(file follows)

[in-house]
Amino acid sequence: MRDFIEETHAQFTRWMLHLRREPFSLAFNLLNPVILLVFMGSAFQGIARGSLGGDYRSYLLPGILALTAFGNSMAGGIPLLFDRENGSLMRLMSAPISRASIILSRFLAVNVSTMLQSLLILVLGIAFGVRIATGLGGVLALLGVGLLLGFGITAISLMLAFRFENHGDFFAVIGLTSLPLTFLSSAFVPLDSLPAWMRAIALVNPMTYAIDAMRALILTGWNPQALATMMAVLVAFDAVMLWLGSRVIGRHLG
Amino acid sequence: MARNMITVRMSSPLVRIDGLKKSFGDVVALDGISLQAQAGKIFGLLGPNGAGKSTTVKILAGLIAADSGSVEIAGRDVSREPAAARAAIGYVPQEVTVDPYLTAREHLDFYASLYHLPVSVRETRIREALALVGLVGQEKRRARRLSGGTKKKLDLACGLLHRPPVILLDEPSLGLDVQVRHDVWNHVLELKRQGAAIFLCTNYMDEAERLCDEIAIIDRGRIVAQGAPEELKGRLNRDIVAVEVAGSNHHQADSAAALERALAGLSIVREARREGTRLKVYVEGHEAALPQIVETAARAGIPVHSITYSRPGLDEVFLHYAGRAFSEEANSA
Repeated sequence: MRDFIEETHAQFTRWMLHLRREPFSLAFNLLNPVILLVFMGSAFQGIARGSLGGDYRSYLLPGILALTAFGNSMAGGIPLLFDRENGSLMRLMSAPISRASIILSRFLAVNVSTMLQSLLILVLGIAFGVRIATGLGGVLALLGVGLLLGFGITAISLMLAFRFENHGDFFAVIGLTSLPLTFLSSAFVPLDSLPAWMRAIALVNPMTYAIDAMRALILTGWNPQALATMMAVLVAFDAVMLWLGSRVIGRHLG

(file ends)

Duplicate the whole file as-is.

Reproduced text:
[in-house]
Amino acid sequence: MRDFIEETHAQFTRWMLHLRREPFSLAFNLLNPVILLVFMGSAFQGIARGSLGGDYRSYLLPGILALTAFGNSMAGGIPLLFDRENGSLMRLMSAPISRASIILSRFLAVNVSTMLQSLLILVLGIAFGVRIATGLGGVLALLGVGLLLGFGITAISLMLAFRFENHGDFFAVIGLTSLPLTFLSSAFVPLDSLPAWMRAIALVNPMTYAIDAMRALILTGWNPQALATMMAVLVAFDAVMLWLGSRVIGRHLG
Amino acid sequence: MARNMITVRMSSPLVRIDGLKKSFGDVVALDGISLQAQAGKIFGLLGPNGAGKSTTVKILAGLIAADSGSVEIAGRDVSREPAAARAAIGYVPQEVTVDPYLTAREHLDFYASLYHLPVSVRETRIREALALVGLVGQEKRRARRLSGGTKKKLDLACGLLHRPPVILLDEPSLGLDVQVRHDVWNHVLELKRQGAAIFLCTNYMDEAERLCDEIAIIDRGRIVAQGAPEELKGRLNRDIVAVEVAGSNHHQADSAAALERALAGLSIVREARREGTRLKVYVEGHEAALPQIVETAARAGIPVHSITYSRPGLDEVFLHYAGRAFSEEANSA
Repeated sequence: MRDFIEETHAQFTRWMLHLRREPFSLAFNLLNPVILLVFMGSAFQGIARGSLGGDYRSYLLPGILALTAFGNSMAGGIPLLFDRENGSLMRLMSAPISRASIILSRFLAVNVSTMLQSLLILVLGIAFGVRIATGLGGVLALLGVGLLLGFGITAISLMLAFRFENHGDFFAVIGLTSLPLTFLSSAFVPLDSLPAWMRAIALVNPMTYAIDAMRALILTGWNPQALATMMAVLVAFDAVMLWLGSRVIGRHLG